Raccoons are a medium sized mammals averaging 14 – 23 lbs. and 24 – 38” long. They are best recognized by their bandit’s mask of black fur that covers their eyes. One theory for their mask feature is that it helps reduce glare and enhance the nocturnal night vision. They have grayish brown fur with dense underfur to help insulate them in the cold. Their tales have five to eight alternating dark and light rings. A raccoons five toes on their front paws are extremely dexterous, functioning as five little fingers which allows them to grasp and manipulate food and other objects, such as doorknobs, garbage can lids, latches and jars.
Raccoons typically live in tree cavities, storm drains and burrows but could also find their way into homes mostly in attics and chimneys. They emerge at dusk to search for food. They are omnivorous and opportunistic eaters as their environment dictates their diet. Common foods include garbage, fruits, berries, insects, rodents, plants, nuts, frogs and crayfish. Raccoons are prey of coyotes and foxes.
Raccoon mating season falls generally anytime between January and June. Most females begin reproducing around the age of one and give birth to litters of 2 – 5 kits, typically in the spring. The mother will separate from other raccoons to raise her young alone as the males do not partake in the raising of the kits. The kits stay in the den with their mother until they are about 8 – 10 weeks old and will continue to stay with her until they reach 13 -14 months of age.
Raccoons are known to be highly susceptible to carrying and transmitting rabies, but rabies is not the only health risk raccoons pose to humans. Raccoons are also the primary host of a roundworm that can be harmful to humans. Roundworm eggs are passed in the feces of infected raccoons and people can become infected by ingesting the eggs. Young children are especially at risk as they are more likely to put contaminated fingers, soil or other objects into their mouths. Eggs in newly deposited feces are not infectious and take at least 2 – 4 weeks to become infective.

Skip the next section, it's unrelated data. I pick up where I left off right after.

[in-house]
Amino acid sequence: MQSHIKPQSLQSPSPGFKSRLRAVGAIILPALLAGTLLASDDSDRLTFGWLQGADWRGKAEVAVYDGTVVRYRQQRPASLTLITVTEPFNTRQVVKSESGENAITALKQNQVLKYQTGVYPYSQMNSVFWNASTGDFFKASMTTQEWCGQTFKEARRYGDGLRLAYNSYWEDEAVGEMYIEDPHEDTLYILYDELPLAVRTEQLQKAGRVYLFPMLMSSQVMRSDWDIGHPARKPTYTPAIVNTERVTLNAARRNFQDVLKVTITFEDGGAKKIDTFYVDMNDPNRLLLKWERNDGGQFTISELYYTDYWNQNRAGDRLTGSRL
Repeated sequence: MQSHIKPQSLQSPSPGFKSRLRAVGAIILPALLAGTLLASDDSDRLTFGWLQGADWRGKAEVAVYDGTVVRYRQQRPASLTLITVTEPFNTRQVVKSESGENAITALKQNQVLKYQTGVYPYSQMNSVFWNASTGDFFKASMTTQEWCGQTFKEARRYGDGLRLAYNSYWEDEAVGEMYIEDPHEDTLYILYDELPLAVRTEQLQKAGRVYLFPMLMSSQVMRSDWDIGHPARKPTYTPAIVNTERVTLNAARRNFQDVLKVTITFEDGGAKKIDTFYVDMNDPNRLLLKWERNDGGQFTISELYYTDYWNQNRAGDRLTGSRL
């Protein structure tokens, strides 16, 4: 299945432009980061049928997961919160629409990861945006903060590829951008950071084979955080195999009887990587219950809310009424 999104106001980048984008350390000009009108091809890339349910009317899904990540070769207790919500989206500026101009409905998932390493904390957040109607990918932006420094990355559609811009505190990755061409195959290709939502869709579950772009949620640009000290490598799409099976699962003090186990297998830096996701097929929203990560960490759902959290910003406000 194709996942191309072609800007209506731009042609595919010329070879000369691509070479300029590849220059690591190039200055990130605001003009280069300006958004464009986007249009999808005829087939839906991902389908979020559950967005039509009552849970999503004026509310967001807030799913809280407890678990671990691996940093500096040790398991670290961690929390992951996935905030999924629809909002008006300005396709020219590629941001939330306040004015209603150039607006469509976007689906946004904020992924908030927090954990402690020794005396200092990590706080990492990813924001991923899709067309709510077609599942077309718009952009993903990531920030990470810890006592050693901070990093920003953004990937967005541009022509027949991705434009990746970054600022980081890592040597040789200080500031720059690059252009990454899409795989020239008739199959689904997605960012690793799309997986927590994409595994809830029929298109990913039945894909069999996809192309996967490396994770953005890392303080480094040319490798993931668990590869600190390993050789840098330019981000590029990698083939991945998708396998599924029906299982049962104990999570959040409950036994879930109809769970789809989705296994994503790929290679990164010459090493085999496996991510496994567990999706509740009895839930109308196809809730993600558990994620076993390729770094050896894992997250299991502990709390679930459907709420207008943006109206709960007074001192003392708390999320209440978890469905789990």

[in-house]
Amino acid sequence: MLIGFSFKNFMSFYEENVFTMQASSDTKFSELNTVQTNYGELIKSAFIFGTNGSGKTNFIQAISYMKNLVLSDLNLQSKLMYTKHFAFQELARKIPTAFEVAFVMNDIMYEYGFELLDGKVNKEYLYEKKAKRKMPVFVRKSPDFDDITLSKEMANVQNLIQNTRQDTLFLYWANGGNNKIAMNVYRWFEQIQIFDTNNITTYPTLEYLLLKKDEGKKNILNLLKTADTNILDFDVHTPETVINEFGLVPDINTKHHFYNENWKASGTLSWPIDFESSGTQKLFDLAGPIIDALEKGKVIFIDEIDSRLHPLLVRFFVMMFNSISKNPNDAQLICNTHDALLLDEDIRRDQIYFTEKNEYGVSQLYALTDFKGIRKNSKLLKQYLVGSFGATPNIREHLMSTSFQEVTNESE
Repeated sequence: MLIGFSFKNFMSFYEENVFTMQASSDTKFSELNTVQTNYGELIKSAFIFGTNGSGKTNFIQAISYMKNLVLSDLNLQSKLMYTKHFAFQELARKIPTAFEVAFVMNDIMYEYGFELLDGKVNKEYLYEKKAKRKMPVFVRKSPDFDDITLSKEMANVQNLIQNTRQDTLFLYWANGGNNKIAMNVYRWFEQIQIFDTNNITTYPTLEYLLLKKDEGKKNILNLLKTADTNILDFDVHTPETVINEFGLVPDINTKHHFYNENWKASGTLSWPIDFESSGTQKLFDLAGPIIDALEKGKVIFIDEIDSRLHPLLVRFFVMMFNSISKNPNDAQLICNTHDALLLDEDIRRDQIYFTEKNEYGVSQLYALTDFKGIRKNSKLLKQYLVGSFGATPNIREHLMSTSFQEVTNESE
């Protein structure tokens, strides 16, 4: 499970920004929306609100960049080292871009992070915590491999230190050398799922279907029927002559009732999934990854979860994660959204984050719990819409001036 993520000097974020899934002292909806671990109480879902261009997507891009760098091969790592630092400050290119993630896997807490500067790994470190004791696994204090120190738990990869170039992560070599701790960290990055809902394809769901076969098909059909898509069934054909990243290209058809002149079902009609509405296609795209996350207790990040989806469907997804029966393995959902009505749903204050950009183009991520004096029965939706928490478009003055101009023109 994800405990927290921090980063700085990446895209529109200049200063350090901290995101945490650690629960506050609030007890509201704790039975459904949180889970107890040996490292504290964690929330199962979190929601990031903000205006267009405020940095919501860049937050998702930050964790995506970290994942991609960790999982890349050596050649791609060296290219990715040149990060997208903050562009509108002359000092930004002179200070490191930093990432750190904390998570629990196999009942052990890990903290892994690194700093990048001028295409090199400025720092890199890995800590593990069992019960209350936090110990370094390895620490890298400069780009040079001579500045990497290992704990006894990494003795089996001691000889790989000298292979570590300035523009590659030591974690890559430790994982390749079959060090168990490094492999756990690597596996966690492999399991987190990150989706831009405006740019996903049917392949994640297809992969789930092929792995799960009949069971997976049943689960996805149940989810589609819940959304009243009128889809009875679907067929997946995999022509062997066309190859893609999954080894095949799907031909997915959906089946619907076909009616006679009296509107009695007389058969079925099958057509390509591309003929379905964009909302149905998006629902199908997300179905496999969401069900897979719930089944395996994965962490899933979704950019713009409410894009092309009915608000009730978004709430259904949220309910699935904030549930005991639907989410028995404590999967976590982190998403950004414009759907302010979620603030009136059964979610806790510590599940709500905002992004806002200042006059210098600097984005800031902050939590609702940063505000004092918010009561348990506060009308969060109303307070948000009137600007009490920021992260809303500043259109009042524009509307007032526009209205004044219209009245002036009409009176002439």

Gray squirrels are a bushy-tailed, tree living rodent weighing about 1 – 1.5lbs and are about 18” long including the tail. They are gray with rusty tinges on their face, sides and legs along with a white underside. Their tails are flattened, bushy and gray with silvery-tipped hairs.
Gray squirrels build large nests composed of leaves and twigs generally 20’ off the ground in trees. They also utilize old woodpecker holes or natural tree cavities as dens to live in and raise their young. Gray squirrels are social and can tolerate other squirrels to share their nests during certain times of the year.
Gray squirrels mate twice a year from December to February and from May to June. A squirrel litter ranges from 2 – 6 young that are born hairless, blind and helpless. Spring litters are born in a tree cavity or inside a structure while the late summer litter is born in a leaf nest. The female will move her litter back and forth from a tree cavity to a leaf nest to escape predators and weather changes. The young are weaned in about 50 days. Gray squirrels typically live up to 3 years.
The diet of gray squirrels typically consists of an assortment of seeds, nuts, and berries. Such food sources include acorns, walnuts, pine seeds, wild grapes and American holly berries. If these food sources become scarce, they will feed on insects (adults and larvae), young birds and bird eggs. At the end of the summer, gray squirrels will store seeds and nuts to feed on when food is hard to come by during the winter months.
Squirrels will readily take up residence in a building or home if access to a sheltered areas such as eaves and attics in accessible. Scratching, gnawing, scurrying and pattering sounds in the early morning or daylight hours as well as the presence of droppings are typical signs of squirrel activity inside an attic space of a house. Torn insulation, dried leaves and twigs could help identify the nesting site, however, the young may be concealed within the eaves or in a wall void. Squirrels occupying the eaves and attics can damage insulation as well as electrical wiring and should be removed and excluded by professionals.

2023 Positive Pest Control; All rights reserved.
to top